Social Innovation Challenge Delivers the Good

Social Innovation Challenge Delivers the Good

SIC 2016 Kort


The Social Innovation Challenge (SIC), hosted by the University of San Diego's Center for Peace and Commerce (CPC), is a social entrepreneurial opportunity mainstay.

Celebrating its sixth year, the 2016 SIC awards ceremony on April 29 rewarded multiple projects on the rise, expanded its reach, and shared updates on SIC winners dating back to its 2011 debut.

Joan B. Kroc School of Peace Studies Dean Patricia Marquez, former director of the CPC and who launched the SIC at USD, spoke of its impact: It's an expression of USD's mission; it listens to students and their passions; social innovation is everywhere, in each school and discipline and attracts applicants campuswide; and it is embraced and supported by the local and international community, from San Diego to Tijuana and beyond.

Grace Michel, associate director of the Center for Peace and Commerce, who received 101 project applications this year, said genuinely to the finalists, "You all inspire me to want to come to work each day."

Strong Showing for USD Social Entrepreneurs

There were 15 finalists this year with two Baja, Mexico-based student projects, five from neighboring San Diego County universities and eight USD student-led programs. Vying for more than $50,000 in prize money and receiving a bevy of in-kind service bonuses, the biggest financial winners were USD projects Iron Heart Canines for Heroes, Soulr, and Foothold Foundation, each of whom earned $10,000. Soulr had the most text votes to win the $1,000 live audience choice award.

Soulr, a solar-powered mobile food cart that enables student charity-focused organizations to sell healthy food products and keep a percentage of the profits, has been a visible entity on campus. Soulr founder and USD undergraduate business student Tyler Norris said SIC funds will aid expansion plans for carts at other San Diego college campuses this fall.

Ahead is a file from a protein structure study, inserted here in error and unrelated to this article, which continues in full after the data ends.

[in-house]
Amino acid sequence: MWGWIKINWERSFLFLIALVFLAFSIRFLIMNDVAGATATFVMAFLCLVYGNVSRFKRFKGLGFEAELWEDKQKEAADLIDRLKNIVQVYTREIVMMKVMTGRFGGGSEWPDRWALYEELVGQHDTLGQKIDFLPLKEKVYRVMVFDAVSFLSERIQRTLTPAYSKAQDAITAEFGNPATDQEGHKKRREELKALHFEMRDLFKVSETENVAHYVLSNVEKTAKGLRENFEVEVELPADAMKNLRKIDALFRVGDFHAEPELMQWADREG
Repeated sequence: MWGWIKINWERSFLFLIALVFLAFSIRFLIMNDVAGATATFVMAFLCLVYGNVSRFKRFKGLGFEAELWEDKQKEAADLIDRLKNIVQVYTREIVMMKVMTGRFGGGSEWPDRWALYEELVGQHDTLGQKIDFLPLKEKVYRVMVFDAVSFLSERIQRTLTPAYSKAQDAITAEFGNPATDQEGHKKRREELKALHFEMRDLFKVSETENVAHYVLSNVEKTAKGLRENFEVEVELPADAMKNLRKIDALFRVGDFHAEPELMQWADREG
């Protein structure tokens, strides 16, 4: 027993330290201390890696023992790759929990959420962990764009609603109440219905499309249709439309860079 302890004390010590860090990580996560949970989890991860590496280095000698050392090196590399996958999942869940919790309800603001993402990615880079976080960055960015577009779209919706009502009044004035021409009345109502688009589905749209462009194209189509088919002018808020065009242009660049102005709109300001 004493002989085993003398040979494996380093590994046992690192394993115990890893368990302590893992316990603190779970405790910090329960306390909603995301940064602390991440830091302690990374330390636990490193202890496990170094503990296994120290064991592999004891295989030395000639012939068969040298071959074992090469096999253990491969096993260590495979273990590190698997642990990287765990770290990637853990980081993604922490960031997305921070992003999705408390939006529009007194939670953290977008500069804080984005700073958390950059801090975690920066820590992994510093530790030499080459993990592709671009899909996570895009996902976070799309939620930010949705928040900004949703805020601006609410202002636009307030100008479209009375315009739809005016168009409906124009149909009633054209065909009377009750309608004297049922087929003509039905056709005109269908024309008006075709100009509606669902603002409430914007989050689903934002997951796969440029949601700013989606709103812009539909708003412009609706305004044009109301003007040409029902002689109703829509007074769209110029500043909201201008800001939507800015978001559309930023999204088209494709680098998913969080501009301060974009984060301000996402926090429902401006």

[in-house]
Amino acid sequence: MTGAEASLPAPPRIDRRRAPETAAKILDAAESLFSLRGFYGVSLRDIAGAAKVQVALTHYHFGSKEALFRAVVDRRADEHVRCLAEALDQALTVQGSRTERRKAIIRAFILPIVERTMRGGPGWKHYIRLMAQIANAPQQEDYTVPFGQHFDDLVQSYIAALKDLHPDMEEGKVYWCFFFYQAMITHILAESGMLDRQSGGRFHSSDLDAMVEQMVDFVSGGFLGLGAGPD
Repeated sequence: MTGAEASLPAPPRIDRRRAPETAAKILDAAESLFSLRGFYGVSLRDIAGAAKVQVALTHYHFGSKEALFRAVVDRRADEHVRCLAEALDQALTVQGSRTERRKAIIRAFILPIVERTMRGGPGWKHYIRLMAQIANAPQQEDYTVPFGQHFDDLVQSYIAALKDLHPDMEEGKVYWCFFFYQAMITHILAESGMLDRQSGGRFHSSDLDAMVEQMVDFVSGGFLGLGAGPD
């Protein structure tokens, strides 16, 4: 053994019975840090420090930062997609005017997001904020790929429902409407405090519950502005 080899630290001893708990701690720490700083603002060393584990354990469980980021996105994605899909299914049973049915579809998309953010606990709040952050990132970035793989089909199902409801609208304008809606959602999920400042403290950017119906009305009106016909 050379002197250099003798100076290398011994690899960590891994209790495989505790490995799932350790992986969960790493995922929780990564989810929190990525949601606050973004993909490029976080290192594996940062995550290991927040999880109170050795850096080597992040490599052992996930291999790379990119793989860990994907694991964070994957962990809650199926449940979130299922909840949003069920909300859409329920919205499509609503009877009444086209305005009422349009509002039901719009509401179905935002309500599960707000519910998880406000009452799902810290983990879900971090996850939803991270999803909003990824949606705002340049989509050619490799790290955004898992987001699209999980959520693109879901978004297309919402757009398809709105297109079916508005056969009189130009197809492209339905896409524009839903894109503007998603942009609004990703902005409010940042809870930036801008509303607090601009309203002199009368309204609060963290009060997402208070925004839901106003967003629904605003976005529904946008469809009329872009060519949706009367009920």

"It's fantastic and I'm excited to have been part of it," Norris said. "It's really an honor to be part of this campus community and the San Diego community as it leads the charge for sustainability and social change."

Iron Heart Canines for Heroes was designed by Coletta O'Donnell Boone, a School of Leadership and Education Sciences (SOLES) master's student in the nonprofit management and leadership program, and friend and businesswoman Beth Jones. It seeks to reduce suicide by providing service canines to local military veterans and first responders who suffer from post-traumatic stress disorder (PTSD) and traumatic brain injuries.

Boone credits her USD education, SIC-provided resources such as mentoring, and Jones for making this project a reality.

"I went into the nonprofit program wanting to do something with pet therapy. But the more I learned, the more I realized this was necessary when I understood what the suicide rate is (22 per day) and what happens to someone when you have a traumatic brain injury. You look OK, but really don't feel OK. ... I've had tremendous mentors. Tres (Conrique, MSEL '03) has been such a supporter. He helped me rewrite things that were in my mind that straightened my thinking for why we were here — to save lives. Not to train dogs, but save lives."